lost wax casting
A chaplet. In lost-wax casting, core pins connect the core placed within a wax model to its surrounding mold. Typically many are employed for a work. They vary in size from thin wire to thick bars of metal, depending on the scale of the model. When the wax is melted from the mold, core pins keep the core from shifting. When molten metal is poured in, they are incorporated into it, and when the investment is broken off, they protrude from the surface of the metal. When they are made of the same alloy as the cast, they are difficult to find once they have been filed down. If they fall out when the core is removed, they leave holes which must be filled. A possible substitute for core pins are refractory spacing blocks.
One of the three main architectural orders which describes the style of the capital of a column. The Corinthian column is decorated with rows of acanthus leaves, and is the most ornate order.
Example: The façade of Andrea Palladio's San Giorgio Maggiore, 1565
An architectural element which acts as the uppermost part of the entablature in Classical buildings. It is the molding crowning the outside of the structure.
Example: The buildings of the Acropolis in Athens, Greece all include cornices.
A very hard mineral, crystallized alumina or aluminum oxide, used as an abrasive and polish.
A method of keeping the head of a screw or bolt, used to join sections of a work, below the outer surface of the materials.
The capacity of a pigment to obscure an underlying surface; or, its hiding power. Alternatively, its capacity to extend by given volume over a surface.
In ceramic glazes, a network of fine craze lines, produced intentionally or accidentally, especially associated with oriental and modern porcelain. Also, in oil painting, when the paint's surface is broken by a network of small cracks.
Technical skill, manual dexterity, considered apart from the fine arts, or from the cerebral, expressive, or aesthetic aspects of them. Also, any of the manual activities performed by artisans or craftspeople, as distinguished from the specific group of techniques that are practiced by artists in the making of fine art. Although there have been tensions resulting from differentiations between the art and the craft, especially since the onslaught of mechanization in the industrial era, support for the notion of craft has been undercut. However, there have been certain revivals and other movements which have served to counterbalance this trend.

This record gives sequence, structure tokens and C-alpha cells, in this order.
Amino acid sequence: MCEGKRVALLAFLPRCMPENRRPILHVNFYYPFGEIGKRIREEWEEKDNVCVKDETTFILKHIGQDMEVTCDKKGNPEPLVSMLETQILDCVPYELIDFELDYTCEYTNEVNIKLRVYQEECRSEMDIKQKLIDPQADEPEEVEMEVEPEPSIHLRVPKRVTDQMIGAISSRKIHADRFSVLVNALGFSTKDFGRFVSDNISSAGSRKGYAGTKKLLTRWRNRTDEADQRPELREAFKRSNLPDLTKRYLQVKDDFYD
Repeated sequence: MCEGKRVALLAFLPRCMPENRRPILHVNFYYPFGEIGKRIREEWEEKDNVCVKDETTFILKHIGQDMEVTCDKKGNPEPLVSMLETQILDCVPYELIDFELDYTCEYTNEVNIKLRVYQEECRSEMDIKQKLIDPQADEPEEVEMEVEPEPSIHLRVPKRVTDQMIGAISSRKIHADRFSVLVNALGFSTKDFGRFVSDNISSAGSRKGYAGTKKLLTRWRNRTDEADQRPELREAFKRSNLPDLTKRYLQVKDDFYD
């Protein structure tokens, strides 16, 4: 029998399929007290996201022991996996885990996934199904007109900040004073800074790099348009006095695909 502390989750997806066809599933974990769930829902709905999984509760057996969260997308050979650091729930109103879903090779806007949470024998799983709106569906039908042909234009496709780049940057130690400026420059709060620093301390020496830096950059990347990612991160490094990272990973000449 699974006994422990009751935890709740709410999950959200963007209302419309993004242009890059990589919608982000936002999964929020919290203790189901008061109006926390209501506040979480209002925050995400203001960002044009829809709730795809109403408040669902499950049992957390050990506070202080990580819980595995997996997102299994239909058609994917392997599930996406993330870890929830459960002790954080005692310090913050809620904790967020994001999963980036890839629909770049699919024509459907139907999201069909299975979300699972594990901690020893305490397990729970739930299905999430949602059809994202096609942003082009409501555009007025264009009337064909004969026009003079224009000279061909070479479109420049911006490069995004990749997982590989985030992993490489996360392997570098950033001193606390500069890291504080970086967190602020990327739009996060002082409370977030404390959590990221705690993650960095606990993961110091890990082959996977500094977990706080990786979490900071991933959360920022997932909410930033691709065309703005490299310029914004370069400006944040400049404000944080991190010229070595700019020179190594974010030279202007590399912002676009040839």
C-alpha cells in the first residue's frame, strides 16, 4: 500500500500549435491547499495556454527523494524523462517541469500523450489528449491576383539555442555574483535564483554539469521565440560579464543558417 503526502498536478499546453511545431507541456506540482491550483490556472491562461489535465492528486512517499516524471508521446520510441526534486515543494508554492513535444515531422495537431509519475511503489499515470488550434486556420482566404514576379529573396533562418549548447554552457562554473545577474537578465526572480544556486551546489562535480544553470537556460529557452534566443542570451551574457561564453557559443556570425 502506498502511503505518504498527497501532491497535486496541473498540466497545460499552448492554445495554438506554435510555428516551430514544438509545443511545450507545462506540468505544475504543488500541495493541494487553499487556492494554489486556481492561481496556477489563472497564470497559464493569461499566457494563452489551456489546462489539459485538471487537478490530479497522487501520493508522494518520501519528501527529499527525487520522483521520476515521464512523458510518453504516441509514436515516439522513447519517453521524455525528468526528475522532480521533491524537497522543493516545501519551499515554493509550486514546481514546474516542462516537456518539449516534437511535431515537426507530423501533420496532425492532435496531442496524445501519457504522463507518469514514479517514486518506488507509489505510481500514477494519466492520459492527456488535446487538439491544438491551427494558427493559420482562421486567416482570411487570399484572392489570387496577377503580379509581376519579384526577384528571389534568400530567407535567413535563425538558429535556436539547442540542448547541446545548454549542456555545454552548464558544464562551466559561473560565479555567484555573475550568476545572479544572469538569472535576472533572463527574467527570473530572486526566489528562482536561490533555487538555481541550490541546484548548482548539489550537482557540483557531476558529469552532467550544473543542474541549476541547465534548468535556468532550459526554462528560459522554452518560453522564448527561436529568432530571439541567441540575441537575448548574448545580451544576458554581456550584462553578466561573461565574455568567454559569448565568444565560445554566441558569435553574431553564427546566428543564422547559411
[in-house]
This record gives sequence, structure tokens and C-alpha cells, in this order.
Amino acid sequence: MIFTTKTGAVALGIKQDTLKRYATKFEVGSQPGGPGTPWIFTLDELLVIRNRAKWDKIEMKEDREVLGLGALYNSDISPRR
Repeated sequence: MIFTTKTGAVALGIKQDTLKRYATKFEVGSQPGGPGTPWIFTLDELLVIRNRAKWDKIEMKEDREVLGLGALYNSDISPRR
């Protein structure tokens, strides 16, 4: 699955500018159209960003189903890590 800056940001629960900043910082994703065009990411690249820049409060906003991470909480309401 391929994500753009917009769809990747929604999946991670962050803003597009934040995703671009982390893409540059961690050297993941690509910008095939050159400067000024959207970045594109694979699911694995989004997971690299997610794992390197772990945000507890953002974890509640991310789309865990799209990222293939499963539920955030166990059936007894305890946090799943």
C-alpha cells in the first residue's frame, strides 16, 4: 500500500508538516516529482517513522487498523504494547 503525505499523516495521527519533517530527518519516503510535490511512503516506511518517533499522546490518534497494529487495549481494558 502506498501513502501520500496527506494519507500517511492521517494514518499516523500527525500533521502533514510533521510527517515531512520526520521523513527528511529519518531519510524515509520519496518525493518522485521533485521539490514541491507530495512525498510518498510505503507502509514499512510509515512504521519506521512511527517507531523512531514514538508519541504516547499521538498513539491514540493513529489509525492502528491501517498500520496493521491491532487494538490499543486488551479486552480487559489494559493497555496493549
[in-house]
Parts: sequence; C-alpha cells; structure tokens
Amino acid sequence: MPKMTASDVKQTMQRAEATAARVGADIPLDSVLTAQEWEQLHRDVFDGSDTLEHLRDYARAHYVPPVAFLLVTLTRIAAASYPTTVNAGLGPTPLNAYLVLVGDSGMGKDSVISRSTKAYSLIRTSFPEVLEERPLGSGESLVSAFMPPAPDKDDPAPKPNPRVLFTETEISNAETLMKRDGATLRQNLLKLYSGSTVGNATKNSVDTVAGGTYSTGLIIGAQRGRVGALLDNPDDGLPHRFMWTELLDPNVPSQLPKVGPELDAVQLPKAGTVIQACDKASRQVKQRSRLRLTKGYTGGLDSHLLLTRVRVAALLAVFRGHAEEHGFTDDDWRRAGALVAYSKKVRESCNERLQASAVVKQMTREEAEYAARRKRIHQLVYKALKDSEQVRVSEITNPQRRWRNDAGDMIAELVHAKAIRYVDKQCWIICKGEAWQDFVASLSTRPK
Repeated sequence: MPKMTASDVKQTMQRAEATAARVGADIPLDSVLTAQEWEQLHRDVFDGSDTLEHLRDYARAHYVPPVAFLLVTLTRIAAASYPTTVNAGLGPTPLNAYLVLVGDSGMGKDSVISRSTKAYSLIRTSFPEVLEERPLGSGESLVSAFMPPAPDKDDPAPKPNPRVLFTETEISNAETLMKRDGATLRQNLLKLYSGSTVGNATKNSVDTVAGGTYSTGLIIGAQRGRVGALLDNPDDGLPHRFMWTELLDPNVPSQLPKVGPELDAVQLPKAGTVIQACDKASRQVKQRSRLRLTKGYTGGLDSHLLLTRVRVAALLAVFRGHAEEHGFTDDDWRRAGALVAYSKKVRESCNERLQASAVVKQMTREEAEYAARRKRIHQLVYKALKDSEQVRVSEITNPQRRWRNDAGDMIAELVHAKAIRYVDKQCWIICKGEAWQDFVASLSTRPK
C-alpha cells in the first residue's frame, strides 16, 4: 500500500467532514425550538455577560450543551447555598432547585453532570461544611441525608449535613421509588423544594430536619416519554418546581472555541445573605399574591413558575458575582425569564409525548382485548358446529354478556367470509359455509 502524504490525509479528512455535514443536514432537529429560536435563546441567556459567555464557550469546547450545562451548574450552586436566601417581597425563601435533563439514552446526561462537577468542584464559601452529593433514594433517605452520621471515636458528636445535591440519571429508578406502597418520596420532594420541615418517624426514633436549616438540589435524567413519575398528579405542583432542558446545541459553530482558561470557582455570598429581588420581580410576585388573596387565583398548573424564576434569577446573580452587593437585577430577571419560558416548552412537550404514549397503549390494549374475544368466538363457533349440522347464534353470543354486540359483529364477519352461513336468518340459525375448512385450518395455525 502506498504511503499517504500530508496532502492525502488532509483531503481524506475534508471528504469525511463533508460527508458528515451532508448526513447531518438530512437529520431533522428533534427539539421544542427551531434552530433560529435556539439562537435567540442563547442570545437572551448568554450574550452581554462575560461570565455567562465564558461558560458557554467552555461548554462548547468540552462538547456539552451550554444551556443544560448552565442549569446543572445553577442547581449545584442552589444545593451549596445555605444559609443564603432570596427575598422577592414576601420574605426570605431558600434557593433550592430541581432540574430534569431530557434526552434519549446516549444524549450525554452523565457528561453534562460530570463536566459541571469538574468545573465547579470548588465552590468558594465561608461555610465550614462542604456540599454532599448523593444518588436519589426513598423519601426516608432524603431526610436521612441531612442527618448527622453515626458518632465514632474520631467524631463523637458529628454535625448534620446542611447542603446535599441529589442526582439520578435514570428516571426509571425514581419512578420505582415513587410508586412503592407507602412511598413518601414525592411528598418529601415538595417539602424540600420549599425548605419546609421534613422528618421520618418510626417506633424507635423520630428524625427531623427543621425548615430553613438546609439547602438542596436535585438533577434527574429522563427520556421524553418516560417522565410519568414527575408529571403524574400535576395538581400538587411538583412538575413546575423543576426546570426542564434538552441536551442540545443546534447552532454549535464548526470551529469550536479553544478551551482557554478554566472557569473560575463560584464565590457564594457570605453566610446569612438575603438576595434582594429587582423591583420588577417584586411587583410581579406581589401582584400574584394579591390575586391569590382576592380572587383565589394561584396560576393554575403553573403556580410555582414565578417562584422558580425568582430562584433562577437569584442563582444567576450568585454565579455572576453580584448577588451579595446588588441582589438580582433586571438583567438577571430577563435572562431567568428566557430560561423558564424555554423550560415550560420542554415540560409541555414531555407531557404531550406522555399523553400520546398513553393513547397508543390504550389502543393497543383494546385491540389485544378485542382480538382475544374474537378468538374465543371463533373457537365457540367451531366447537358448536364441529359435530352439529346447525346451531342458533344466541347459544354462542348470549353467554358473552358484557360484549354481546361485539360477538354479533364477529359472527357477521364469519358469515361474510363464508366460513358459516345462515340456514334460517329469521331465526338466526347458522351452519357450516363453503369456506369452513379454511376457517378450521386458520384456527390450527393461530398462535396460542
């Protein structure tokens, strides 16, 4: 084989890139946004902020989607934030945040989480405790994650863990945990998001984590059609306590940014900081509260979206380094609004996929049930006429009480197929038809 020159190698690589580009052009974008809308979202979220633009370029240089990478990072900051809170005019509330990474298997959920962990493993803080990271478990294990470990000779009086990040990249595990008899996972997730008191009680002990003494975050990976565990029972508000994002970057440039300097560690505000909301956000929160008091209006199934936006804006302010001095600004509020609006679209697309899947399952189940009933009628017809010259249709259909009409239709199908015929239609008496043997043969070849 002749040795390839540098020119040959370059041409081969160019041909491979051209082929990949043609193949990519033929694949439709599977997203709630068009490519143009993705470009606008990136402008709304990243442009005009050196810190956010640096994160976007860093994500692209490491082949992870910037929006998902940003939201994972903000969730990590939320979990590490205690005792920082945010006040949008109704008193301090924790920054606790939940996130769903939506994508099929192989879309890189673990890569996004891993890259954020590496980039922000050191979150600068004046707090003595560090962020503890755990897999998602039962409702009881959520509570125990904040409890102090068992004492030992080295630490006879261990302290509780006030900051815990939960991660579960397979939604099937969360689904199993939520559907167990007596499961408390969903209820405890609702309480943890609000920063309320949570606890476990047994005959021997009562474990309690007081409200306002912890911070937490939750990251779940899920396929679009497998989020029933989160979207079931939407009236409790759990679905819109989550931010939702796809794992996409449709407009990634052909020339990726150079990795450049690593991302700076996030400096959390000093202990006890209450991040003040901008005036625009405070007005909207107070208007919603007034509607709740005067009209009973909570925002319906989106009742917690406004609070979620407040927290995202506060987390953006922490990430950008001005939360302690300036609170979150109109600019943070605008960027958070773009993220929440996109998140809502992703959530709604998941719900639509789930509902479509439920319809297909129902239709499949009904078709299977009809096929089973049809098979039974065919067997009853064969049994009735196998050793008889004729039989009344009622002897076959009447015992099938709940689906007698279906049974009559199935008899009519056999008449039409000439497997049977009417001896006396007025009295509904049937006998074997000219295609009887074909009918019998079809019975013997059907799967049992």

The quality of what you do.
Traditionally, any drawing material made in stick form, including chalk, pastel, Conté crayons, charcoal, lithographic and other grease crayons, as well as wax crayons. To children, the term invariably refers to these last sticks of color made of paraffin, and patented under various trade names, available in several sizes and shapes, either water-soluble or not, usually in a paper wrapper.
A network of cracks which sometimes forms in ceramic glazes; crackle. It may be desirable or not, depending on the artist's wishes. It is caused by the glaze and clay body contracting at different rates as they cool after firing. A similar pattern in the surface of oil paints is known as crackle instead of crazing. Crackle in oil paintings is less likely when the painter follows the rule of fat over lean -- when oil colors will be applied in layers (coats), the first layer should be leanest (least oil) followed by layers with progressively more fat (more oil.) Following this principle results in a work less likely to crack in aging. Similarly, in order to encourage crazing, later coats should have less oil than earlier ones. Desirable in crackle glazes, but not for functional earthenware.
To trim a picture's edges.
A saw with fine teeth set and angled to cut transversely through the grain of a dense material, usually wood.
The image of Christ nailed to the cross. This was a popular image in the sixteenth and seventeenth-centuries.
Example: Masaccio's Holy Trinity, c. 1428
Describing the state of having curved lines.
Example: Spanish architect Antonio Gaudi's casa Mila, Barcelona, Spain, 1907
The blue-green subtractive primary color which absorbs red and transmits blue-green; that is, white light minus red.
A very direct photographic process resulting in monochromatic images in tints and tones of blue. It first appeared in 1842.